Defense Firms Face Resistance
For all the opposition to the ramp-up in defense spending during the George W. Bush administration, military expenditures as a percentage of the U.S. economy never approached the levels common during the Cold War.
Defense spending accounted for about half of total government expenditures and 9% of gross domestic product in the 1960s. During the Bush years of 2001 through 2008, despite annualized spending growth of 6.7%, defense accounted for an average of 18.2% of federal spending and just 3.8% of GDP.
Defense stocks have performed well since the end of 2000, with the S&P 1500 Aerospace & Defense Industry Index up 34% versus an 11% decline for the broader S&P 1500 Index. For the same period, the industry index’s per-share profits rose at a 10% annualized rate, while the broader index’s profits declined. Looking ahead, however, it seems contractors will have to fight a lot harder for profit growth.
In 2009, defense spending will likely account for about 4.8% of GDP, the highest level since 1992. Defense spending has been trending generally lower as a percentage of the economy for more than 50 years. And as the chart below shows, the White House Office of Management and Budget expects spending to dip in 2011 after rising next year.
Such a shift should not come as a surprise to Wall Street because of the withdrawal from Iraq. However, Afghanistan remains a wild card. President Obama has already agreed to deploy an additional 21,000 troops and at press time was considering sending at least 10,000 more. An increased commitment to Afghanistan could render the spending estimates conservative.
But no matter how things go in Afghanistan, history suggests it would be unwise to bet on defense-spending growth as rapid as that seen in the last eight years. Over the last 20 years, defense spending rose at an annualized rate of just 0.8% in inflation-adjusted dollars, or 3.8% in absolute dollars.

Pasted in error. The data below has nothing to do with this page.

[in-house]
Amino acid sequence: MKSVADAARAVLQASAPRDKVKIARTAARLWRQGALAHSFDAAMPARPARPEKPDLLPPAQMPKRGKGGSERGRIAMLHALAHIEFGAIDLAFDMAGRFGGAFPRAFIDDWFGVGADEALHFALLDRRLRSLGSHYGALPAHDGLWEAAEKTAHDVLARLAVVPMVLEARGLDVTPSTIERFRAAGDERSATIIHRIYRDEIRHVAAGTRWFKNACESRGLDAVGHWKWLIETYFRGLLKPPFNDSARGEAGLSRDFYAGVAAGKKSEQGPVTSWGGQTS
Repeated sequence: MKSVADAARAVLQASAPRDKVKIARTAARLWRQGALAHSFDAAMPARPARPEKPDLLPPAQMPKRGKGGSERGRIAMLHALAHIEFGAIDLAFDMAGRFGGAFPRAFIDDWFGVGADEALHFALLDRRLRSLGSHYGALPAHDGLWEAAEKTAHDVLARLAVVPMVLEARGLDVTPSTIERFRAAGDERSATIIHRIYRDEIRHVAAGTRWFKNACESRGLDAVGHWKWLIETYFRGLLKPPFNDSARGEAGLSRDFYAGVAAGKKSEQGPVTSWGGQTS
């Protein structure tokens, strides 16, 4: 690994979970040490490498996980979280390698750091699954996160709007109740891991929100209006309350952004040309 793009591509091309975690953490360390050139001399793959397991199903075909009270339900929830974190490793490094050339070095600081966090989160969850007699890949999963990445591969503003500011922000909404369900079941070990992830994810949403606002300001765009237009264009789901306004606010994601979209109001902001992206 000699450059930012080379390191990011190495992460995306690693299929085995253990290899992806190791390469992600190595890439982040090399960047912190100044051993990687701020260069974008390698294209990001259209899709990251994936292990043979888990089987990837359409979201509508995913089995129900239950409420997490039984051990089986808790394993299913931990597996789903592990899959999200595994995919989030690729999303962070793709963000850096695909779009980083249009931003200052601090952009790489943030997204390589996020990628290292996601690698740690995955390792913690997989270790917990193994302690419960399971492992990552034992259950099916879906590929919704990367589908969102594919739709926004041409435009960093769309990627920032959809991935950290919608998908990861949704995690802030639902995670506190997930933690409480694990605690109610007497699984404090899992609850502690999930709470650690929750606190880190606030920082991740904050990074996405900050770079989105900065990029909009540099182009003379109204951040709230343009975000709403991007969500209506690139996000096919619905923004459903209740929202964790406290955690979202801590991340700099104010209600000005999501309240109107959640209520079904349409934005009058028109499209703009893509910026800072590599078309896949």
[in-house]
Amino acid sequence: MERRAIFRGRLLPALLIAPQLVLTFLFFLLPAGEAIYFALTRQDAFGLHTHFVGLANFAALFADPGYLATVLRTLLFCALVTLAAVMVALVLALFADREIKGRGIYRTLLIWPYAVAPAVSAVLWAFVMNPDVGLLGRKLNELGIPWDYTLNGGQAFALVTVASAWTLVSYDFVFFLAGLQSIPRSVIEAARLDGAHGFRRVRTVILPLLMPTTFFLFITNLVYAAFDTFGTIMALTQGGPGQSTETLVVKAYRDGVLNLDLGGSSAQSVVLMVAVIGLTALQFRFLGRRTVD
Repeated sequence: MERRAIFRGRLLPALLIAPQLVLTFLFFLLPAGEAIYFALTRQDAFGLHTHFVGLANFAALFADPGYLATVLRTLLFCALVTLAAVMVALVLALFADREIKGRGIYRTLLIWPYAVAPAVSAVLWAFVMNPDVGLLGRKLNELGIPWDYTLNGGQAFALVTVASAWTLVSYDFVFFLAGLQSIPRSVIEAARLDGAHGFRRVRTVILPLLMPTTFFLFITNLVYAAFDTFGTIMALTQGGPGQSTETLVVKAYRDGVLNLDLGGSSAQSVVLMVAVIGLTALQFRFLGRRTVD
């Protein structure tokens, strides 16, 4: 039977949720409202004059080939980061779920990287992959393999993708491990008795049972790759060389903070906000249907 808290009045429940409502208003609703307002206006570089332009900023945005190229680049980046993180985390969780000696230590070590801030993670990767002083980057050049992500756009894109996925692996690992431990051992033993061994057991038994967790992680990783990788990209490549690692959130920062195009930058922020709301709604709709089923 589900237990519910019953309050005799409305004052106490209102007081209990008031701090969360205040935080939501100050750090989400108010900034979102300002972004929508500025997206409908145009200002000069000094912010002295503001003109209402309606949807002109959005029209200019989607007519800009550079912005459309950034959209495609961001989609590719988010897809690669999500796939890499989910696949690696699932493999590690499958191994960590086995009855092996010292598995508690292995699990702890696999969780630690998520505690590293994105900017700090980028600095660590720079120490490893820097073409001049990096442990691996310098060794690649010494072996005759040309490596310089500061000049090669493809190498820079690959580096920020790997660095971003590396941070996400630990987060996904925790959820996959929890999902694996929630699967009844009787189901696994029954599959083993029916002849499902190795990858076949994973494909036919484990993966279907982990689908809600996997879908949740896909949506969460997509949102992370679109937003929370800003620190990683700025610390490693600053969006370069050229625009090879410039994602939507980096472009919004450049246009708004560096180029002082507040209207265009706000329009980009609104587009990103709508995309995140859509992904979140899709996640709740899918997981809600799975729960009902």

Spending estimates for the years ahead may frighten owners of defense stocks. But, as Gen. Norman Schwarzkopf said, “Fear will keep you alive in a war. Fear will keep you alive in business. There’s nothing wrong with being afraid.” A little healthy fear keeps you on your toes, which can be especially important on Wall Street.
For a hint about the best defense stocks in today’s difficult environment, we turn to the words of another who knew something about the art of war, French Emperor Napoleon Bonaparte: “The first virtue of a soldier is endurance of fatigue; courage is only the second virtue.”
At the start of this year, the Forecasts recommended three defense stocks. Today, only General Dynamics ($68; GD) makes the cut, in part because it has proven — both in recent quarters and in past recessions — that it has the fortitude to survive in environments of flat defense spending. Strength at the defense businesses has mostly offset a sharp downturn in demand for corporate jets. Wall Street expects General Dynamics to deliver roughly flat per-share profits this year and 5% growth next year, a target that looks conservative.
With a backlog of $66.2 billion, roughly twice annual revenue, and more than $18 billion in potential contracts in the pipeline, General Dynamics should weather the rough times. And at just 11 times trailing earnings, the stock is cheaper than most rivals. The company boasts a diversified defense portfolio that serves both the short-term and long-term needs of the U.S. armed forces, with a particularly strong position in intelligence and surveillance, likely a long-term growth area even if defense spending stagnates. And General Dynamics’ business-jet unit, while depressed at the moment, should help the company participate in the global economic recovery likely over the next several years. General Dynamics is a Buy and a Long-Term Buy.